You need to ask yourself if there is any way the large wheel would turn by applying a torque to the outer sprocket when the inner sprocket is mounted stationary (not on the big wheel).
The answer is yes, only if the two sprockets are of different sizes. When the inner and outer sprockets are the same size, then it is impossible to make the big wheel rotate by applying any torque to the outer sprocket when the center sprocket is mounted stationary.
If the big wheel can see no torque from the outer sprocket, then what is there that could apply any back torque on the big wheel when generator loading occurs?
I don't know!...... That's why I'm asking.
 
The only thing the big wheel would see is the mass of the generators and weights.
 
By torqueing the outer sprocket the only thing the occurs is the compression of the solid mass through the centerlines of the sprockets and the stretching of the chain at the outer edge of the sprockets.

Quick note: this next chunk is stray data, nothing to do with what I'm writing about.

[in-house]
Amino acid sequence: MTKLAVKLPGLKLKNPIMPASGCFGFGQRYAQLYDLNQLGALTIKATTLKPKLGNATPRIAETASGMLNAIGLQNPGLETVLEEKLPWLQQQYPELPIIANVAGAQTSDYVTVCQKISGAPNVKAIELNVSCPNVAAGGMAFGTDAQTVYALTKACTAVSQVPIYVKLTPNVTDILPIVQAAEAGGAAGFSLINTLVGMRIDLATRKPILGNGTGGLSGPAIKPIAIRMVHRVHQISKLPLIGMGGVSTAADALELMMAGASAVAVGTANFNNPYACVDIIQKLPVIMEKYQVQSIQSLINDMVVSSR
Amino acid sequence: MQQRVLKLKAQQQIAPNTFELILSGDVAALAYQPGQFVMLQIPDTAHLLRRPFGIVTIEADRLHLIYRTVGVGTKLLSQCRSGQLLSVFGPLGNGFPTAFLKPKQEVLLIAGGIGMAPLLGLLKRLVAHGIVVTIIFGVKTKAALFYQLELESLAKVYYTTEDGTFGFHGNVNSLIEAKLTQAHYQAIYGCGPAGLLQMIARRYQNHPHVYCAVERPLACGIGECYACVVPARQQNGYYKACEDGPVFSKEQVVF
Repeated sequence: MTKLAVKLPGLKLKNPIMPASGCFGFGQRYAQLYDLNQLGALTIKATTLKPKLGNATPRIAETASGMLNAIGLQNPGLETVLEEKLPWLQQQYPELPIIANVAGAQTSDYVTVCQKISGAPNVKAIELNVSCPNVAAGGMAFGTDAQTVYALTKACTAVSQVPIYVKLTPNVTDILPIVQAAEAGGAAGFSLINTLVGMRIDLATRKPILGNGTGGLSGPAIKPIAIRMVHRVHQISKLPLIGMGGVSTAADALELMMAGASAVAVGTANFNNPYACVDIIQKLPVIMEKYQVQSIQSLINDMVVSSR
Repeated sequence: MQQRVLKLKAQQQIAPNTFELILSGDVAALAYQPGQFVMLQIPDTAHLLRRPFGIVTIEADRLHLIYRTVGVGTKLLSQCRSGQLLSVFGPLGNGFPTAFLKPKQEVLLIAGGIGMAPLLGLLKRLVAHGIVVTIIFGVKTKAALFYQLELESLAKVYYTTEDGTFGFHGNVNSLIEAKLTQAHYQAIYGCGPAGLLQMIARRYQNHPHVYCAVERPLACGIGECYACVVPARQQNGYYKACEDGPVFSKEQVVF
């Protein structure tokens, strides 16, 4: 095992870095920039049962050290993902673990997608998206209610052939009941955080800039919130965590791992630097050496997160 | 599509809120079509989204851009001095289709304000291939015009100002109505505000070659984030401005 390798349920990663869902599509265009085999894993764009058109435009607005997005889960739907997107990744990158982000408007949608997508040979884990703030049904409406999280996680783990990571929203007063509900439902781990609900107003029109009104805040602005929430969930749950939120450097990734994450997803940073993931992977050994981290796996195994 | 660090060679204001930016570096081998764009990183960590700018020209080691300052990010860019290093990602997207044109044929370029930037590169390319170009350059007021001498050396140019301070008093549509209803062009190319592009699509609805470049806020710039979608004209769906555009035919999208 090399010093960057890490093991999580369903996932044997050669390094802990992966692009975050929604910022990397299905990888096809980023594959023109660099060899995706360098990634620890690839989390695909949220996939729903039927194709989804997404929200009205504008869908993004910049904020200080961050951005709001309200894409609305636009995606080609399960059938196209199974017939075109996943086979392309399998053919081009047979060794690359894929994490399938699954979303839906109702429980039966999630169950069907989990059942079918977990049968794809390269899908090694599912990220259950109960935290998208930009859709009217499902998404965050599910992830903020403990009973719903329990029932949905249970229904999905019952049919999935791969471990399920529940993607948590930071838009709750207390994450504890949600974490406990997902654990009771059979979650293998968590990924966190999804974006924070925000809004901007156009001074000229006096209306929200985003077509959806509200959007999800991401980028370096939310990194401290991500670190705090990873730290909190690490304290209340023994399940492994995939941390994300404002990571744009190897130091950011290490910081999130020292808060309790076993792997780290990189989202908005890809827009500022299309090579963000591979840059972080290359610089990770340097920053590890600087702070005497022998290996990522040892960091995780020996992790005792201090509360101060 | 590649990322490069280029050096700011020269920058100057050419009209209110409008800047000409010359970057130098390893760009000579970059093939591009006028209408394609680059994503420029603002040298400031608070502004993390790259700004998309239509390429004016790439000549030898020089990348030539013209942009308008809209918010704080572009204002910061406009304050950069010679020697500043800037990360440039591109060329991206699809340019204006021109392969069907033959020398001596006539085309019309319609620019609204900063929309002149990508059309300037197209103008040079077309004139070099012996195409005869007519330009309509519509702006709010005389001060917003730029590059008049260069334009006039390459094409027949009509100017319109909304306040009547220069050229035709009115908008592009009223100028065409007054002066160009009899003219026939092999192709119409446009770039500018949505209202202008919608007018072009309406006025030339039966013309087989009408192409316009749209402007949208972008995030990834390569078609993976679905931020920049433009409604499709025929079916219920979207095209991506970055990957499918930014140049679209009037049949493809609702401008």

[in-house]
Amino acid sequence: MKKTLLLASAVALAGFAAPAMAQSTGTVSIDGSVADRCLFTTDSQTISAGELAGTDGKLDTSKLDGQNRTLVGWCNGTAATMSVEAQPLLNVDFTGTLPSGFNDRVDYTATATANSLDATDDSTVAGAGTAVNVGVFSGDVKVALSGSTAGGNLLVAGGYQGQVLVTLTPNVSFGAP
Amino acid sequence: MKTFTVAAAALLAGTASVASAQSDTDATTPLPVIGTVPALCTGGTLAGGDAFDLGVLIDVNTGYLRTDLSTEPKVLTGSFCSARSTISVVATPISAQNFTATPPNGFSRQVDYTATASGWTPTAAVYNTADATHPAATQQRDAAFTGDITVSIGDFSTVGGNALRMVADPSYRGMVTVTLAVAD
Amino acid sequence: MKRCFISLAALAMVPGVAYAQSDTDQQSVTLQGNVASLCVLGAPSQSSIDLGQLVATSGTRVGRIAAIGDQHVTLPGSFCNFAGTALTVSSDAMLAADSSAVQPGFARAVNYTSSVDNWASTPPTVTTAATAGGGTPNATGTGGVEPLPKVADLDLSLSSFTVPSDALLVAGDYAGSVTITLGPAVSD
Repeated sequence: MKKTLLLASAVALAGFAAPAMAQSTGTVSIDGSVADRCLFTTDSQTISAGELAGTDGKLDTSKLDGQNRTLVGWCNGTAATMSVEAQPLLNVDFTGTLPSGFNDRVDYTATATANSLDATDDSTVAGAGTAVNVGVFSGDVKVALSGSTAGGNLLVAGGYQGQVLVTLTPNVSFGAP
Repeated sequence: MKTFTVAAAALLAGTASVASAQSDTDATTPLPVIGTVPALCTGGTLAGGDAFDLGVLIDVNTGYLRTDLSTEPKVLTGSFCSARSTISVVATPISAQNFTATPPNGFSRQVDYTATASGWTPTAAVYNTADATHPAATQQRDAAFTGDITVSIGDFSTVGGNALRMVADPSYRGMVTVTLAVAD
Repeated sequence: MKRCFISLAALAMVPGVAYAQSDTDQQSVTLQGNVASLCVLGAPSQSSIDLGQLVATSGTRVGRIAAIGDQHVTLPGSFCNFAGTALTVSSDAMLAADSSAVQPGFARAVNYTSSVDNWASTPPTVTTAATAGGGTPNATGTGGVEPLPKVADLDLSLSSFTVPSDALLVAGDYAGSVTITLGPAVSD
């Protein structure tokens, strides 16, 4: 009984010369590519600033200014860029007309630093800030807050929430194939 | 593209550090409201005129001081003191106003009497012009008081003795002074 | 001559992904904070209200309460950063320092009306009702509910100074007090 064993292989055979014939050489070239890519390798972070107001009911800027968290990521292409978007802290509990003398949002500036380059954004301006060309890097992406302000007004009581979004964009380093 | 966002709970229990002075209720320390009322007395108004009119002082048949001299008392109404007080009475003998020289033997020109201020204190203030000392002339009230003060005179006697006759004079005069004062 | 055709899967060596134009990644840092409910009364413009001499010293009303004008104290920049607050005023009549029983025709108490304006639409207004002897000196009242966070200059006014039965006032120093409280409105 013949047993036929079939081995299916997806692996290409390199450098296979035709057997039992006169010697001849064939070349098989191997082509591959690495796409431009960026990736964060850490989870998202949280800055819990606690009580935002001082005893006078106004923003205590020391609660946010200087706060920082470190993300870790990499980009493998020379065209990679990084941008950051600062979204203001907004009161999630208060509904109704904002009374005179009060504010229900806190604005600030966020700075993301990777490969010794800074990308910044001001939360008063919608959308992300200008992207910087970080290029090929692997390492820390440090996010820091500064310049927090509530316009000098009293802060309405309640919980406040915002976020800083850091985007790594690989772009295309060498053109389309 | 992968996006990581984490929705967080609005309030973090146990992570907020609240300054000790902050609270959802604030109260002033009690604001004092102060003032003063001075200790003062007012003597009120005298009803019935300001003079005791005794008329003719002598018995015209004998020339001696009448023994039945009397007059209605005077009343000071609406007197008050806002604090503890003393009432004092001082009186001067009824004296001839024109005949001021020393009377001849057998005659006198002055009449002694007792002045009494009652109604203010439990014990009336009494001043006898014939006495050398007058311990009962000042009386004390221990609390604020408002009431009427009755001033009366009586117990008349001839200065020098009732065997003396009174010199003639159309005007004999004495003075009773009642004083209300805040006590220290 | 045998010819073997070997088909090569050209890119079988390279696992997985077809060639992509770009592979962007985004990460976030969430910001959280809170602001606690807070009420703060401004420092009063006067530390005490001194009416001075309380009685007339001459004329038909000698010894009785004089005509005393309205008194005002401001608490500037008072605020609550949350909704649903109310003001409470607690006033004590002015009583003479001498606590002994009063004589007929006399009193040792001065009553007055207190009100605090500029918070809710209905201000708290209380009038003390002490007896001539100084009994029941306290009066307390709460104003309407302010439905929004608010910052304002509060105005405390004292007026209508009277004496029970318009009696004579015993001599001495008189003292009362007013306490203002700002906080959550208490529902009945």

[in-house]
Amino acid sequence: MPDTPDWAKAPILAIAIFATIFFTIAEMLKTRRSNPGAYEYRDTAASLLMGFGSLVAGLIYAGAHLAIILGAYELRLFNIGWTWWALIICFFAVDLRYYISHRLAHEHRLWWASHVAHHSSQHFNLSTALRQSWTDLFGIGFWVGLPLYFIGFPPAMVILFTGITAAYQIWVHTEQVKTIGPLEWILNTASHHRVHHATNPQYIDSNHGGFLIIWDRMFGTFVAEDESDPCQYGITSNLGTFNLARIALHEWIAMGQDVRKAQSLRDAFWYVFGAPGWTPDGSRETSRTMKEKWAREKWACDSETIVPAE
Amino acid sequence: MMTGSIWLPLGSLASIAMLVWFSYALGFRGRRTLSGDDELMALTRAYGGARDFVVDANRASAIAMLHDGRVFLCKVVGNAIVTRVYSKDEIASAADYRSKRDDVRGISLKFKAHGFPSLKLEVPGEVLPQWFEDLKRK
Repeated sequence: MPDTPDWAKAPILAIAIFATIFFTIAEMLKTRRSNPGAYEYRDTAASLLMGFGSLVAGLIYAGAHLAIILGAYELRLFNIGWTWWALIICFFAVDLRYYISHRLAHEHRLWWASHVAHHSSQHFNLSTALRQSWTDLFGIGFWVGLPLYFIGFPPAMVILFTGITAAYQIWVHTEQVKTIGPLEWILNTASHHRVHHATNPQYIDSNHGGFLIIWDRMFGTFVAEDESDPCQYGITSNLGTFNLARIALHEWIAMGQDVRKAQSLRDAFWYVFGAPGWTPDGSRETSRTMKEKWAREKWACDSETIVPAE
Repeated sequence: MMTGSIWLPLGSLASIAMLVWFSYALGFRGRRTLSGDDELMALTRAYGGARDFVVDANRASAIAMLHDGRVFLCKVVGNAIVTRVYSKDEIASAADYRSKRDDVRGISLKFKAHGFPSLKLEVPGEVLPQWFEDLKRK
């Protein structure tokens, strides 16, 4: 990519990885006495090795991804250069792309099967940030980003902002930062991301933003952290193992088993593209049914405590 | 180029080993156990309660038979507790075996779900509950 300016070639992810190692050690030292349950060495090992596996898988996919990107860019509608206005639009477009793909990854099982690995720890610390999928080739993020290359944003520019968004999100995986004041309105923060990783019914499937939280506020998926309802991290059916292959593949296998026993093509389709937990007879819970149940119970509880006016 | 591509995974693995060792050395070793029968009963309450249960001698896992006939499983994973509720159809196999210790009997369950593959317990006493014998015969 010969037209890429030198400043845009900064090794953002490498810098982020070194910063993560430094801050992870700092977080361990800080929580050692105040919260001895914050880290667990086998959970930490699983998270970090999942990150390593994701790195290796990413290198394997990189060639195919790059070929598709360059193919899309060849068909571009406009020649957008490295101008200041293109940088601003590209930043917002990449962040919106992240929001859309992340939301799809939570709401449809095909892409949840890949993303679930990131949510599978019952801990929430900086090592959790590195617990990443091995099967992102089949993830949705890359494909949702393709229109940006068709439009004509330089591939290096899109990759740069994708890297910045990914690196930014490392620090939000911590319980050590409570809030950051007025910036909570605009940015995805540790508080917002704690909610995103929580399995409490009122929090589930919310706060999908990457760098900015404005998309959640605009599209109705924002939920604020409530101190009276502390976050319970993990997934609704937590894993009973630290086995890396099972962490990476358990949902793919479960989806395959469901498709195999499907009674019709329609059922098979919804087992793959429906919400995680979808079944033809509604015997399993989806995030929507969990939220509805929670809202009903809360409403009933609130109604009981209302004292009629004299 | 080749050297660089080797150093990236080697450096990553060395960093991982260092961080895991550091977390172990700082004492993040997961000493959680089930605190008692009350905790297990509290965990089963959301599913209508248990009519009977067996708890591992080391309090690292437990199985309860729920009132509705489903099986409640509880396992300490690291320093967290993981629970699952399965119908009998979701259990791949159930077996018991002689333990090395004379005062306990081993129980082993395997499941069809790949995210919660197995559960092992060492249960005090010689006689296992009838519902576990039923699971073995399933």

Do you think that there might be a force vector that does not pass directly through the center of the big wheel when torque is applied to the outer sprocket?
 
If the big wheel could rotate from a torque applied on the outer sprocket then we could build a sensitive wheel and place magnets on the outer sprocket, then because the outer sprockets do not rotate, the earths magnetic field could apply a constant torque and the wheel would run for nothing!

 
 
Title: Re: Even more simplified experiment to show OU using artificial gravity
Post by: lumen on November 13, 2013, 04:41:21 PM
I believe the problem in making any of these devices work as imagined, depends on which components the torque is applied or more so, the reference from which the torque is applied.

Torque applied to the outer sprocket from the external or stationary frame cannot make the large wheel rotate, but torque applied from the frame of the large wheel can rotate the wheel.

It seems the answer is somewhere in this type of wheel, locked between gravity and centrifugal force.


Title: Re: Even more simplified experiment to show OU using artificial gravity
Post by: AB Hammer on November 13, 2013, 05:50:49 PM
 lumen